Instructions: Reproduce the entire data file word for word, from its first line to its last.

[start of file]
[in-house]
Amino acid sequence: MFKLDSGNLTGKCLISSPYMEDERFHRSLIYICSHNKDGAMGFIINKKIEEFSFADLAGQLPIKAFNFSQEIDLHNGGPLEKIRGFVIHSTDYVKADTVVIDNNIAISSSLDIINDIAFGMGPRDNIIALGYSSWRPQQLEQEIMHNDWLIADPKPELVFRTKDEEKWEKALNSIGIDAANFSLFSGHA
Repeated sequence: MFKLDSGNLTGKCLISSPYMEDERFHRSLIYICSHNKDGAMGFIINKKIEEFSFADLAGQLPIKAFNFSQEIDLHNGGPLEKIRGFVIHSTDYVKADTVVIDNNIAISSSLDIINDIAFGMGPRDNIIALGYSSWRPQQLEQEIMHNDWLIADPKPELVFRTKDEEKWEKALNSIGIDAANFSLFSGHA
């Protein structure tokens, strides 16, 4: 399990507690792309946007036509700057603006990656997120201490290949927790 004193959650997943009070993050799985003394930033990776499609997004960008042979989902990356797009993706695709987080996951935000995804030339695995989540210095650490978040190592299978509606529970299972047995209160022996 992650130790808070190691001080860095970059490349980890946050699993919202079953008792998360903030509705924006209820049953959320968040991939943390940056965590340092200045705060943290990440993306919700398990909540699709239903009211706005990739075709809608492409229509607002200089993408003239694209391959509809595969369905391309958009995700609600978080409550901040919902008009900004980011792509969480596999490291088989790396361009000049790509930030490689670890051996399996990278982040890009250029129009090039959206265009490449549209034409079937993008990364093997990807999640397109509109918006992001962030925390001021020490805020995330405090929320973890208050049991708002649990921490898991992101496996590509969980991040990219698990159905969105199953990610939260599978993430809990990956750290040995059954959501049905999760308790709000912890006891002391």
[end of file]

[in-house]
Amino acid sequence: MFKLDSGNLTGKCLISSPYMEDERFHRSLIYICSHNKDGAMGFIINKKIEEFSFADLAGQLPIKAFNFSQEIDLHNGGPLEKIRGFVIHSTDYVKADTVVIDNNIAISSSLDIINDIAFGMGPRDNIIALGYSSWRPQQLEQEIMHNDWLIADPKPELVFRTKDEEKWEKALNSIGIDAANFSLFSGHA
Repeated sequence: MFKLDSGNLTGKCLISSPYMEDERFHRSLIYICSHNKDGAMGFIINKKIEEFSFADLAGQLPIKAFNFSQEIDLHNGGPLEKIRGFVIHSTDYVKADTVVIDNNIAISSSLDIINDIAFGMGPRDNIIALGYSSWRPQQLEQEIMHNDWLIADPKPELVFRTKDEEKWEKALNSIGIDAANFSLFSGHA
């Protein structure tokens, strides 16, 4: 399990507690792309946007036509700057603006990656997120201490290949927790 004193959650997943009070993050799985003394930033990776499609997004960008042979989902990356797009993706695709987080996951935000995804030339695995989540210095650490978040190592299978509606529970299972047995209160022996 992650130790808070190691001080860095970059490349980890946050699993919202079953008792998360903030509705924006209820049953959320968040991939943390940056965590340092200045705060943290990440993306919700398990909540699709239903009211706005990739075709809608492409229509607002200089993408003239694209391959509809595969369905391309958009995700609600978080409550901040919902008009900004980011792509969480596999490291088989790396361009000049790509930030490689670890051996399996990278982040890009250029129009090039959206265009490449549209034409079937993008990364093997990807999640397109509109918006992001962030925390001021020490805020995330405090929320973890208050049991708002649990921490898991992101496996590509969980991040990219698990159905969105199953990610939260599978993430809990990956750290040995059954959501049905999760308790709000912890006891002391």